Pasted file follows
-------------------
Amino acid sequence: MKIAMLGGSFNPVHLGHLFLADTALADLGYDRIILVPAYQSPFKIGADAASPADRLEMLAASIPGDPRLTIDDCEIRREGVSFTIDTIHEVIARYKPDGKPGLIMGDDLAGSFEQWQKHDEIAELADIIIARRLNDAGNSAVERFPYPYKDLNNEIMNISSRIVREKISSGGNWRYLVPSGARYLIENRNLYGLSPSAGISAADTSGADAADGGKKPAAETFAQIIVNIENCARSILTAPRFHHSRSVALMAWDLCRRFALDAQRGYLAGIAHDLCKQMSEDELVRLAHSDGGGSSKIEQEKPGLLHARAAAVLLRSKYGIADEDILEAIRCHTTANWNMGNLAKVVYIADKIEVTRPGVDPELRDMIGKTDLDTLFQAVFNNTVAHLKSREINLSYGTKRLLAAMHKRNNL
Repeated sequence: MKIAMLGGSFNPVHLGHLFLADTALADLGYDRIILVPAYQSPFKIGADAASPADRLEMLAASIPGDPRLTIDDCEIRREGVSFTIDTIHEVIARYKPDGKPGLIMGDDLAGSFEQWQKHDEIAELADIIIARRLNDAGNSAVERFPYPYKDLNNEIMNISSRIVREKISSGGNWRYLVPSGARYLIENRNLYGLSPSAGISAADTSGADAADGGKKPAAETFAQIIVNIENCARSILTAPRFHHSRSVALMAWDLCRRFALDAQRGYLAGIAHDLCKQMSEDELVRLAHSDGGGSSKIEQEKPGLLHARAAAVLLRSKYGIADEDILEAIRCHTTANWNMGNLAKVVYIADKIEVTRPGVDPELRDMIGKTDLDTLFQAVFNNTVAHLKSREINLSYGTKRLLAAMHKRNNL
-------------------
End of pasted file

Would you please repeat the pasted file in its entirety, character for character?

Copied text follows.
Amino acid sequence: MKIAMLGGSFNPVHLGHLFLADTALADLGYDRIILVPAYQSPFKIGADAASPADRLEMLAASIPGDPRLTIDDCEIRREGVSFTIDTIHEVIARYKPDGKPGLIMGDDLAGSFEQWQKHDEIAELADIIIARRLNDAGNSAVERFPYPYKDLNNEIMNISSRIVREKISSGGNWRYLVPSGARYLIENRNLYGLSPSAGISAADTSGADAADGGKKPAAETFAQIIVNIENCARSILTAPRFHHSRSVALMAWDLCRRFALDAQRGYLAGIAHDLCKQMSEDELVRLAHSDGGGSSKIEQEKPGLLHARAAAVLLRSKYGIADEDILEAIRCHTTANWNMGNLAKVVYIADKIEVTRPGVDPELRDMIGKTDLDTLFQAVFNNTVAHLKSREINLSYGTKRLLAAMHKRNNL
Repeated sequence: MKIAMLGGSFNPVHLGHLFLADTALADLGYDRIILVPAYQSPFKIGADAASPADRLEMLAASIPGDPRLTIDDCEIRREGVSFTIDTIHEVIARYKPDGKPGLIMGDDLAGSFEQWQKHDEIAELADIIIARRLNDAGNSAVERFPYPYKDLNNEIMNISSRIVREKISSGGNWRYLVPSGARYLIENRNLYGLSPSAGISAADTSGADAADGGKKPAAETFAQIIVNIENCARSILTAPRFHHSRSVALMAWDLCRRFALDAQRGYLAGIAHDLCKQMSEDELVRLAHSDGGGSSKIEQEKPGLLHARAAAVLLRSKYGIADEDILEAIRCHTTANWNMGNLAKVVYIADKIEVTRPGVDPELRDMIGKTDLDTLFQAVFNNTVAHLKSREINLSYGTKRLLAAMHKRNNL